An unknown film offers an important message

December 23, 1993|By WILEY A. HALL

This summer's hit movie, "Menace II Society," offered a bleak portrait of life in the inner city: the hopelessness and the anger and the despair; the self-destructive, kill-and-be-killed mentality of some young black men.

Now comes a film with a very different vision. "Sankofa" has opened in virtual obscurity in Washington with a powerful, emotionally gut-wrenching portrait of slavery. There is anger and despair in this movie as well -- but, curiously, not the hopelessness. Somehow, the Africans in "Sankofa" carry themselves with greater dignity than the African- Americans in "Menace." They seem to possess a greater sense of self-worth, a firmer grasp of who they are and what they are capable of becoming.

Taken together, the two movies deliver a profound message: One generation of blacks -- closer to its African roots and culture -- was physically enslaved but spiritually free. The other generation -- culturally isolated and lost -- is physically free but spiritually enslaved.

There also is a pretty profound message in the way these two films were received.

Twin brothers Albert and Allen Hughes were 20 years old and had begun promising careers making music videos when they signed with New Line Cinema to chronicle their version of life in the inner city. The two grew up in Detroit.

"We wanted to make a film about this concrete Vietnam," says Allen Hughes. "We wanted to show how kids become what they become, how the environment affects them. People kill over money, women, turf. People kill to show they're men."

The two fed what has become a voracious appetite for stories about the culture of attitude and violence of inner city gangstas: in movies, in fashions, in music and videos. And the brothers were well rewarded. "Menace II Society" cost $3.5 million to make but grossed over $27 million in less than a year.

In contrast, it took the husband and wife team of Haile Gerima and Shirikiana Aina well over a decade to piece together the $1 million needed to produce "Sankofa." Since the major film studios dismissed the script as just another "Roots," the couple relied on grants from the National Endowment for the Arts, television stations in Germany and England, and the West African nations of Ghana and Burkina Faso.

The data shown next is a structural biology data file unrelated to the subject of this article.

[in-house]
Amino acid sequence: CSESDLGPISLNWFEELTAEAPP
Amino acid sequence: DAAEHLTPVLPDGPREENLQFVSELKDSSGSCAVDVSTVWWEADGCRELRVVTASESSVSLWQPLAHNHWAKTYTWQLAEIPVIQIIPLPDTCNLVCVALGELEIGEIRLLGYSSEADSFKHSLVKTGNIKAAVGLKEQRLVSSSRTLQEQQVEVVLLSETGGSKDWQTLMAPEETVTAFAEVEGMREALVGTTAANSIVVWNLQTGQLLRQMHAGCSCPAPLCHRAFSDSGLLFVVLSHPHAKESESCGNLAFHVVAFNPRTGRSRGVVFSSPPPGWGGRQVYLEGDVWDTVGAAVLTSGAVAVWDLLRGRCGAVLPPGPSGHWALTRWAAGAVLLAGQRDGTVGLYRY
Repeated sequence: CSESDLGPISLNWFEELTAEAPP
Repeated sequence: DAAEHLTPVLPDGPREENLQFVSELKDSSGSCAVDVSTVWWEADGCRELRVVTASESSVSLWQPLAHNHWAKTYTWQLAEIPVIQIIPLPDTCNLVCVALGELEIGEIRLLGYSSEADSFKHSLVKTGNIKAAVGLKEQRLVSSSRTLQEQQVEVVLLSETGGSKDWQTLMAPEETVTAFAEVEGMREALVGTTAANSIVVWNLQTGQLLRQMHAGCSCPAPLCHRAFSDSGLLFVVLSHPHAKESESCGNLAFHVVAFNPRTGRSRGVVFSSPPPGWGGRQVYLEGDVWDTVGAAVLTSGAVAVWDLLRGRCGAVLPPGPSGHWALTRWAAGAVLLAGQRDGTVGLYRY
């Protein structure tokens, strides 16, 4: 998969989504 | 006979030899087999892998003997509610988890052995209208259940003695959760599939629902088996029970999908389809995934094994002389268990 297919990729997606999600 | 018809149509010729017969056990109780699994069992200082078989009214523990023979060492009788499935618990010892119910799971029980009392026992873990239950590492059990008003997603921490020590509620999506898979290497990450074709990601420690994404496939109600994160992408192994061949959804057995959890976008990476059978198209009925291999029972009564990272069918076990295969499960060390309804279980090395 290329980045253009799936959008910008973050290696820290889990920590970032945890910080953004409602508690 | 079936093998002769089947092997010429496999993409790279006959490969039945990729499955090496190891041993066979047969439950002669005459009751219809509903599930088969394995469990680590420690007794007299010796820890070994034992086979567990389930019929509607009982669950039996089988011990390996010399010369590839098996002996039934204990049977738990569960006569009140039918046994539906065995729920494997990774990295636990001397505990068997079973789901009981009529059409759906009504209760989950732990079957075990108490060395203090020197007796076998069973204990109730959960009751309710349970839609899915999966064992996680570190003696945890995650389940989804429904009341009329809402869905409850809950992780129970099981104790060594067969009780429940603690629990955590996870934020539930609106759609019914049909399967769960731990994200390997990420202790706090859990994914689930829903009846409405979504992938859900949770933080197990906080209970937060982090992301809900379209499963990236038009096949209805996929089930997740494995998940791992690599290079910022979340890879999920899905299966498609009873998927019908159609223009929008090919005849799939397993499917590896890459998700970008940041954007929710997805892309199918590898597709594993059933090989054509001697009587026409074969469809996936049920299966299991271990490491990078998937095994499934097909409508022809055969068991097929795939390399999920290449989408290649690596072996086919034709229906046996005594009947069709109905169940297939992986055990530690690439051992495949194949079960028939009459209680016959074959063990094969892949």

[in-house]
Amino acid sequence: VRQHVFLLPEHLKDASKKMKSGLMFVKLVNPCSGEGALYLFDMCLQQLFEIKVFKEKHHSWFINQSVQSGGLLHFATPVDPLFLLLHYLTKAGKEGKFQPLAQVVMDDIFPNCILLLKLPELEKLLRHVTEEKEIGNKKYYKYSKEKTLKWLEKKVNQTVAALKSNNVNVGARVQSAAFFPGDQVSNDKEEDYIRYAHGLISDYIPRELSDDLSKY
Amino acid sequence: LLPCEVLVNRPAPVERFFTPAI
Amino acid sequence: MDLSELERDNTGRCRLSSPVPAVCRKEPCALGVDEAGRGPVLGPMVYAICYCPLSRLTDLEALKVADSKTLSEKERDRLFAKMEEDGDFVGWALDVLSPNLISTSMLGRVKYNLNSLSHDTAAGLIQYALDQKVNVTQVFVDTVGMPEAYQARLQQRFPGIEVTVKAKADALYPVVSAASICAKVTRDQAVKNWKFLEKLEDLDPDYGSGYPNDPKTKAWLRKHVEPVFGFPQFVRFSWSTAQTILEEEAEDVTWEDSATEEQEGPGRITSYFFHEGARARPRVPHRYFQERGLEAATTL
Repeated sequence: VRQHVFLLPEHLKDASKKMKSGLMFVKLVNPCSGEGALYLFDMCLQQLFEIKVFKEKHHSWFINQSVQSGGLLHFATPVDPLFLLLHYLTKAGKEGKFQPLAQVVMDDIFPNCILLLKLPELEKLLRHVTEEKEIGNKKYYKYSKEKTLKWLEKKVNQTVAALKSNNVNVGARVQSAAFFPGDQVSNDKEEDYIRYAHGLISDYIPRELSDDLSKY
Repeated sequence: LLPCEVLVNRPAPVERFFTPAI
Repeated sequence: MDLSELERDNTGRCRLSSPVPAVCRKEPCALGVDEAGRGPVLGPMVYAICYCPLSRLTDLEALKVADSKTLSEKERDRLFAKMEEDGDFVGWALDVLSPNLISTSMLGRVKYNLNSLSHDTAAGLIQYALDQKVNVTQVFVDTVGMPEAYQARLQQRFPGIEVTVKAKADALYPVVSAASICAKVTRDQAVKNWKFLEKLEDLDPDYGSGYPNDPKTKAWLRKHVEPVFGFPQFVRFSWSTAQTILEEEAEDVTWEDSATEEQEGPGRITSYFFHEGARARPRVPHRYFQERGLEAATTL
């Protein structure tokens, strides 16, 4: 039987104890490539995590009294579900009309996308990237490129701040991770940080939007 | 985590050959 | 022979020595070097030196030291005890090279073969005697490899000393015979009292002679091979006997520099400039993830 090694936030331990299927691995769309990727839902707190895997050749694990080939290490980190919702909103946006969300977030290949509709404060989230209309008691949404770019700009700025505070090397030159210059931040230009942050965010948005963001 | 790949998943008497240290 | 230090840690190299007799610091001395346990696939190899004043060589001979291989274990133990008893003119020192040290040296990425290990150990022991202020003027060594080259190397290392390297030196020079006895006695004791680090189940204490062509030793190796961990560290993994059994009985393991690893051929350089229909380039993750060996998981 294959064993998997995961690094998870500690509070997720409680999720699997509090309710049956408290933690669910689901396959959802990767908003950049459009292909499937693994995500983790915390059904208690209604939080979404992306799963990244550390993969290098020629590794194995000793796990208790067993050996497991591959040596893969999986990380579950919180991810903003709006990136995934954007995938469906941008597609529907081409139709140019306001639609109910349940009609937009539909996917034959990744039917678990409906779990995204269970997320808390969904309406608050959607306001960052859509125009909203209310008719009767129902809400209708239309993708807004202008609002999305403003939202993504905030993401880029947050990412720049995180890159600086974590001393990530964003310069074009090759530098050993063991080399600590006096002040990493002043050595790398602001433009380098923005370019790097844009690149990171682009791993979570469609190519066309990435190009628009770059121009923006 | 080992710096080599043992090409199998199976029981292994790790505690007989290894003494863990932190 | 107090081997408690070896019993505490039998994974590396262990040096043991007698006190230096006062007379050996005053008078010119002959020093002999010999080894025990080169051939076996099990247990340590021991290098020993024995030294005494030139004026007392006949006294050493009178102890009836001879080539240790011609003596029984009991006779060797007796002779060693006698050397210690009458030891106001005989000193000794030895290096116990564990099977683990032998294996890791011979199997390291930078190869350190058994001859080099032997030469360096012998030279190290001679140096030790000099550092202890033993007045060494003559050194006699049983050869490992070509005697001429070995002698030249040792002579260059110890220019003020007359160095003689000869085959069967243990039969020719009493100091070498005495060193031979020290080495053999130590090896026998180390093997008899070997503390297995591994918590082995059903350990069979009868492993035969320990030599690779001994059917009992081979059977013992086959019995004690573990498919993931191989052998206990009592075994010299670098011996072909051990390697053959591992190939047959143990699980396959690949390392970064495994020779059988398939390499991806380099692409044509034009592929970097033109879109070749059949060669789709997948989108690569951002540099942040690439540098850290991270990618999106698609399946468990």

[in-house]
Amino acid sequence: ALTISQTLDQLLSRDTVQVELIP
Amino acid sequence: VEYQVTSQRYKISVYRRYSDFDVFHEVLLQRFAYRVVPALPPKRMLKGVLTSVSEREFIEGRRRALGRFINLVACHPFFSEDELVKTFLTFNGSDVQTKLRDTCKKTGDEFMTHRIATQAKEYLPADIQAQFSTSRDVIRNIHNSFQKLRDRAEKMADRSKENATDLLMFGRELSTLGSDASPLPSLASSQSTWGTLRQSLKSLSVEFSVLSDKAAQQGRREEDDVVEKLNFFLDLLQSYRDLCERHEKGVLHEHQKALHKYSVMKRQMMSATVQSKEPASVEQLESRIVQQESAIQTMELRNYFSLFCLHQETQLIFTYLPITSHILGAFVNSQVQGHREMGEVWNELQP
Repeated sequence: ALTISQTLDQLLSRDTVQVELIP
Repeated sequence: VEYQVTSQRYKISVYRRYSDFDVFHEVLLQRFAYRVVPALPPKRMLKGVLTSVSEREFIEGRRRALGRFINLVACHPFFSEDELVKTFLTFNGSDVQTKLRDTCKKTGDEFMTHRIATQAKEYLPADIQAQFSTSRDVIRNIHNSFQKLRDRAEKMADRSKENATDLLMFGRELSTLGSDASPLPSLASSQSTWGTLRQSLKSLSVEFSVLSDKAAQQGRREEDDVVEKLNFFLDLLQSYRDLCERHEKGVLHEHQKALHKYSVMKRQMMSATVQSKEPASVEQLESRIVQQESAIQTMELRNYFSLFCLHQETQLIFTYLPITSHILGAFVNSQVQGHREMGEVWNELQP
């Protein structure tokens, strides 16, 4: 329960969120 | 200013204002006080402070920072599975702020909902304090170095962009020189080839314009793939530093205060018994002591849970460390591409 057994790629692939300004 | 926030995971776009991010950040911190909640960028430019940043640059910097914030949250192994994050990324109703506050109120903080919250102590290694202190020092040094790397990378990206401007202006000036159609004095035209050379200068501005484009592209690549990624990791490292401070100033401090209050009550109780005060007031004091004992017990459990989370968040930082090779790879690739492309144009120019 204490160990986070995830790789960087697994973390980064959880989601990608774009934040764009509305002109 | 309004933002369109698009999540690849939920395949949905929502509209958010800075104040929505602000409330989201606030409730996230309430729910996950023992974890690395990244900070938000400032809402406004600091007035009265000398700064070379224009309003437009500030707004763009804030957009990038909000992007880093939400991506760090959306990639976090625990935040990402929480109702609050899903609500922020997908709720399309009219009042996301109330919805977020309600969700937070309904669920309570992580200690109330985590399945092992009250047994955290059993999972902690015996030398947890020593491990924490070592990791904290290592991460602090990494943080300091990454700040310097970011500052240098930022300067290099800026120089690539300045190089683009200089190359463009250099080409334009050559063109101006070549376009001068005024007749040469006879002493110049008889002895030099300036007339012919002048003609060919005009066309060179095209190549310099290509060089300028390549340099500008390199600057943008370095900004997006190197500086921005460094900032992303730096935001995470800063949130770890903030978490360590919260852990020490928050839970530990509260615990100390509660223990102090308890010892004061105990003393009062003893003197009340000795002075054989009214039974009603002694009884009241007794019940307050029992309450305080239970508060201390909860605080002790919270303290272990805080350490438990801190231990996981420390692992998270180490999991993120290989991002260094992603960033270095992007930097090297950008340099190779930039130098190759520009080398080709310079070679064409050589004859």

Mr. Gerima says the message of his movie is found in its title. "Sankofa," he says, is a West African word meaning "returning to your roots, recovering what you've lost and moving forward."

Major American distributors refused to touch the film even after "Sankofa" won awards and rave reviews on the international film festival circuit this summer.

But a group of people in the Washington area launched a grass roots effort to have it shown -- with the result that it has been playing to healthy houses at the Jenifer Theater since October 22. A similar grass roots effort is under way to take the film on tour, including a possible date in Baltimore early next year.

"Audiences have been nursed by other images of Africans and African Americans -- images that were entirely manufactured by Europeans -- so we realize that we will have to undertake a slow, careful process of audience-building," says Ms. Aina, 38, who grew up in Detroit, like the Hughes brothers. Mr. Gerima, 47, was born in Ethiopia and teaches film at Howard University.

A stunning achievement in "Sankofa" is the sense of realism it conveys about those Africans taken as slaves.

Key roles were played by African actors and actresses. The movie was shot on location in Ghana and on a former sugar cane plantation in Jamaica. Though much of the story is familiar, the characters seem to exude a dignity and self worth rarely seen in film portrayals of slaves.

Mr. Gerima is very critical of the movie-makers and rappers who are cashing in on the gangsta craze; he calls them "murderers with microphones and cameras." He notes that although such artists think they are exposing mainstream society to a new and disturbing truth about the inner city, they actually are echoing the same negative images about blacks that have always prevailed.

I agree with him. In fact, I think of "Sankofa" as the type of movie the Hughes brothers might have made -- if they had been older, and wiser, and closer to their cultural roots.

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